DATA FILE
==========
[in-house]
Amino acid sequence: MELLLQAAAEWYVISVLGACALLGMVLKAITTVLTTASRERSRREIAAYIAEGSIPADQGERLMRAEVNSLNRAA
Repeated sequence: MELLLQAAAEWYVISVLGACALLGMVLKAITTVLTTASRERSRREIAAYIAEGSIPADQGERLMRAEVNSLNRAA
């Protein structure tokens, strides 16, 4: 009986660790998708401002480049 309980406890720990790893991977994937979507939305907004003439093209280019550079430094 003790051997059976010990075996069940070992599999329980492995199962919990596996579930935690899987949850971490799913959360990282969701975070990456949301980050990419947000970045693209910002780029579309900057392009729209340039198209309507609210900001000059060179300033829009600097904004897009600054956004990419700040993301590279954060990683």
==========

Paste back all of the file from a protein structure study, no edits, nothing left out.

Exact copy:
[in-house]
Amino acid sequence: MELLLQAAAEWYVISVLGACALLGMVLKAITTVLTTASRERSRREIAAYIAEGSIPADQGERLMRAEVNSLNRAA
Repeated sequence: MELLLQAAAEWYVISVLGACALLGMVLKAITTVLTTASRERSRREIAAYIAEGSIPADQGERLMRAEVNSLNRAA
């Protein structure tokens, strides 16, 4: 009986660790998708401002480049 309980406890720990790893991977994937979507939305907004003439093209280019550079430094 003790051997059976010990075996069940070992599999329980492995199962919990596996579930935690899987949850971490799913959360990282969701975070990456949301980050990419947000970045693209910002780029579309900057392009729209340039198209309507609210900001000059060179300033829009600097904004897009600054956004990419700040993301590279954060990683």